The aphorism, ‘Know thyself’, inscribed in the forecourt of the Oracle at Delphi in ancient Greece, has had many interpretations. But in the Socratic dialogues recorded by Plato, there is a clear message that we need to understand ourselves in order to have understanding of and empathy towards others. The ability to reflect on ourselves with honesty and insight is fundamental to understanding the human condition. Writers are those who are in position to elucidate the human condition. And if we are to do this with responsibility and integrity, we need to have some insight into ourselves, not as an exercise in narcissistic naval-gazing, but in order to connect deeply to others, Others who are just as flawed, just as complex, just as human, whatever their similarities and differences.
There is never a time when story is not urgent, but it may well be that we currently stand on a threshold in history. It may be no exaggeration to say that the relatively short-term will determine whether our species, and many other parts of our planet, survives.
In such a climate, our survival, and beyond mere survival — active thriving — demands that we tell new stories, about ourselves, our communities and our world. New stories begin with writers. We need writers who are self-reflective and able to rise above their own fears and projections, writers able to help whole cultures dream, imagine and live new stories. Writers who have found paths to walk down where story flourishes and new myths that nurture begin to blossom.
Change always starts with story. And the first and most profound change any of us can make is to ourselves, letting this change effect how we relate to others and to the world. This is Carl Jung:
As far as we can discern, the sole purpose of human existence is to kindle a light in the darkness of mere being.
Over the last year we have reflected on living more slowly and attentively. finding rhythms that better match the planet and our bodies in order to cultivate a sense of abundance, gratitude and connection. And of course this entails thinking about the paths we are walking, as writers and in our daily lives.
How we kindle light in the darkness will be infinitely variable for each of us, but it all adds to the light.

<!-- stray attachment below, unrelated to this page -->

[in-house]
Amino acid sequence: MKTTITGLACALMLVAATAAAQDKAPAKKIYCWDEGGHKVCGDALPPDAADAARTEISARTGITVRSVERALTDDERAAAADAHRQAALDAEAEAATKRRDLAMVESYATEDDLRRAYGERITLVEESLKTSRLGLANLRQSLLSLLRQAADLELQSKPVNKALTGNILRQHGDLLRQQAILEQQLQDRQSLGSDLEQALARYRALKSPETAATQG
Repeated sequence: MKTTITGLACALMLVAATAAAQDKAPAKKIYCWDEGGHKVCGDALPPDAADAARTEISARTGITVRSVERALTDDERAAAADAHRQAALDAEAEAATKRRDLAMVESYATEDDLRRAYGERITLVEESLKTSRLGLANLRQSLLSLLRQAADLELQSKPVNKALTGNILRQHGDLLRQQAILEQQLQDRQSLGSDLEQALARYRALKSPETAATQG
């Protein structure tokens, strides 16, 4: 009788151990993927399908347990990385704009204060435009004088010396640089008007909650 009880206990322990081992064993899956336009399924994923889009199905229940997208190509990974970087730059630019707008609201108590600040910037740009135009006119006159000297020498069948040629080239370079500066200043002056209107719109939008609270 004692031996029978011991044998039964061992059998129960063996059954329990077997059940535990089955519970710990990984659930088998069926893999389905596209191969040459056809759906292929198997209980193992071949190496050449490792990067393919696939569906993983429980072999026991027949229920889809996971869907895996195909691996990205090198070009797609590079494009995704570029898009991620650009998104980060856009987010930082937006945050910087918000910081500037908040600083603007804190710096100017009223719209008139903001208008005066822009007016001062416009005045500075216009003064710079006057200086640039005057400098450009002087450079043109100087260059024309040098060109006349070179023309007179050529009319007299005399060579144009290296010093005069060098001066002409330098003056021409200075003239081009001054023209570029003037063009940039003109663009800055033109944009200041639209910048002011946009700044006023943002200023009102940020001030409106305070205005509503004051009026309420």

being the path
Being the path takes a certain kind of rhythm in life, one that pulses between how we think and what we embody. It holds in tension the inner work of knowing ourselves with the outer connections to people we love, the communities we live in, how we relate to people we work with and all the decisions we make daily about consumption, travel, what we eat… It is the heartbeat that moves between being and doing, keeping the inner work and the outer expression in equilibrium.
But what is essential is that no part of this rhythm should be extrinsic. In other words it means that every milestone or goal along our path should arise from who we are. It should be a coming home to the heart. If you ask yourself
Who is life asking me to be?
What thoughts and feelings arise? Hopefully, they flow from who you are, even if that ‘being’ is only aspirational at the moment. And these thoughts and feelings can create a feedback loop that reinforces and confirms who we are, giving us more confidence to live with integrity. This is how transformation happens. This is how stories change.
Each of us has a unique meaning, a vocation that is a complex interplay of your intrinsic self and what life around you is calling you to become. And it’s vital that we respond. As Søren Kierkegaard says:
The most common form of despair is not being who you are.
defining the path
Who we are is pivotal. The ‘know thyself’ of the Delphic oracle is foundational, but it’s not an end point. We are always on the journey and along the path, even at its most interior, we will need to make connections.
There’s a writing exercise that I periodically. Sometimes the same things recur but often there will also be a new element. It is simply to define the path you are pursuing in 100 words. It can be written as a poem, a list of affirmations or beliefs, a continuous piece of prose. You might want to illustrate it. It can be quirky or goal-oriented – this is your path, no one else’s. And once you have the 100 word description of your path you can sum it up in a phrase.
As you write you might bear in mind these quotes to:
Let yourself be silently drawn by the strange pull of what you really love. It will not lead you astray.
Dig deep; the water — goodness — is down there. And as long as you keep digging, it will keep bubbling up.
— Marcus Aurelius
Why exactly 100 words?
There’s a writing movement that began in France called Oulipo. Most of the group also happened to be mathematicians and they would set each other difficult writing challenges. Georges Perec managed a whole novel without using the letter ‘e’, for example. Although it can seem contrived to have these kinds of limitations, they can also force us to pay extraordinary attention to what we are writing and within the limitation of the challenge this can be become oddly freeing. So give it a try.
Here’s mine (which has changed significantly in the last couple of years):
My path is to dwell in and relate from the heart space — to nurture the healing alchemy of connection.